Prostate Cancer Survivors






This forum is for the discussion of anything to do with Prostate Cancer.
There are only four rules:

  • No fundraisers, no commercials (although it is OK to recommend choices of treatment or medical people based on your personal research; invitations to participate in third-party surveys are also acceptable, provided there is no compensation to YANA);
  • No harvesting e-mail addresses for Spam;
  • No insults or flaming - be polite and respectful at all times and understand that there may be a variety of points of view, all of which may have some validity;
  • Opinions are OK, but please provide as much factual evidence as possible for any assertions that you are making

Failure to abide by these simple rules will result in the immediate and permanent suspension of your posting privileges.

Since this is an International Forum, please specify your location in your post.

General Forum
Start a New Topic 
View Entire Thread

Hi Fred,

I couldn't agree more and can't stress enough how vitally important it is to THINK OVER YOUR OPTIONS and TAKE YOUR TIME.

In the UK here, and I've seen this happen in my own extended family, guys are told they have prostate cancer...and their immediate reaction is 'cut it out please'.

They are all too relieved to be offered an early date for radical surgery, not realising what the long term consequences can be.

It's a sore point with me that too many men are treated for prostate cancer by the urologist only, often only seeing an oncologist later on down the line when, and if, cancer has become rampant.

Surely EVERY patient diagnosed with PCa should be assessed by an oncologist as soon as the urologist has the positive biopsy?

Well, that's my early mrning moan outta the way.
It's freezing cold here on England's north east coast, but I don't care! 3 years ago I was told I had 2 or 3 years left to live...and the urologist was WRONG.

Wishing you all a Happy Easter,



Happy Easter to you too Fred from very cold southern England (snowing at the moment).

I agree that David is a case for Active Surveiilance and not surgery (I think I should have stayed on AS longer too). But I distinguish between AS and Watchful Waiting. Active Surveillance for me in his case would obviously involve regular PSA screening to monitor volatility, regular DREs, and as a start (given his family history of Dad and 3 paternal brothers with PC), I would have that pathology of his sliced and re-sliced, coz 2 out of 3 said YES and 1 out of 3 said NO.

I would put a lot more value on the pathological evidence than on any fancy scans.

Ted from England

Re: Re: A MUST READ!!!

Happy Easter to you Ted and George(even though I am not a fellow limey, and to rub it in a bit, It is about 70F and bright and sunny with the flowers out in full force here in Alabama.

I would disagree with Ted on one point regarding Dave. I do not believe the biopsy needs to be checked again. Basically its two yes and two no. I understand your reticence to rely on the scan, but with the other data, it is as reliable as another pathologist taking another look. Regardless, the fact that there is such ambivalence regarding is it or isn't it positive, having it checked again would not shed any better light on the situation. The outcome at this time would be the same. Dave has lost confidence (rightly so)in the Dx of PCa. If it were me, I would follow an Active Surveillance routine with regular PSA and DRE. Make changes to lifestyle to inhibit growth of possible PCa and be thankful that he was spared going through treatment at this time.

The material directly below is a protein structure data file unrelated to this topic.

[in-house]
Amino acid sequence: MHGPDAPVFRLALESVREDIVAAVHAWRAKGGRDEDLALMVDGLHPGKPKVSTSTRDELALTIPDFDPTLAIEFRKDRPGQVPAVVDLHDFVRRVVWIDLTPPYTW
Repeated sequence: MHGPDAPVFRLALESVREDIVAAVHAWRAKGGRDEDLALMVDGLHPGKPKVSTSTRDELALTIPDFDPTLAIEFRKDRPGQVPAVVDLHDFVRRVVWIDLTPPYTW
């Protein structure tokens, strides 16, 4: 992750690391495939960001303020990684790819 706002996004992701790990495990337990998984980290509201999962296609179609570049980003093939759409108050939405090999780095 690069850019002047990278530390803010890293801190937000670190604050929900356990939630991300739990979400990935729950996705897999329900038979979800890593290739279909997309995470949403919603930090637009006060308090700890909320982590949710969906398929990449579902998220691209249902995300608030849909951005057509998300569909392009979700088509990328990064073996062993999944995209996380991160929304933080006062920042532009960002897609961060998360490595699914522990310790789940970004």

Have a happy holiday-dont eat too many Easter eggs, Simmel cakes and hot cross buns.



Sorry - Happy Easter to you all, but in my last post I should have referred to George, not Fred, as my fellow Limey!!



Hi all,
...and Fred over there in the warm sunshine, while Ted and I wince in the grip of a snowbound Easter in England.
Ha! Who cares, lol, we're all alive and fighting, huh?

Anyway, British SUMMERTIME arrives next week as the clocks go forward.(Stop laughing!).

Yes, I tend to agree with Fred on the watchful waiting approach here. We all make very personal choices, and just hope we are right.

But the main point is, we must keep ourselves fully informed of everything involved. It's an ancient saying, I know, but it's very true...Knowledge is Power.

Good Luck and best wishes to all of those here who have decisions to make.



Ted, Fred, Bill, George-I live in Southern California, not far from where the Beach Boys grew up. Its 8 am, I'm at the fire station, and its about 68 degrees with a high expected to be about 75. Thanks for your input. I hope my experience(s) have helped. Happy Easter. Dave

Re: Re: A MUST READ!!!

And a Happy Easter to you Dave.



Your experience has been very instructive, David. So has Henk's recent input. I intend to go for one of those scans you talked about if my remaining bit (9.4ml) of prostate shows an upward trend of PSA growth. I shall certainly do that before any more biopsies or any more treatment.

Between me and the insurance company, it cost 20 grand (English pounds that is!) for the robot to cut out 50 grams of prostate and leave nearly 10 behind. That works out at about 2 grand a gram for the left over bit and a PSA of 0.67 last test! So caution is the watchword from now on for this 62 year old!

By the way, David, you live in a glorious part of the world. I took the family to San Diego, La Jolla and Palm Springs last year for a pre-op holiday. Enjoy!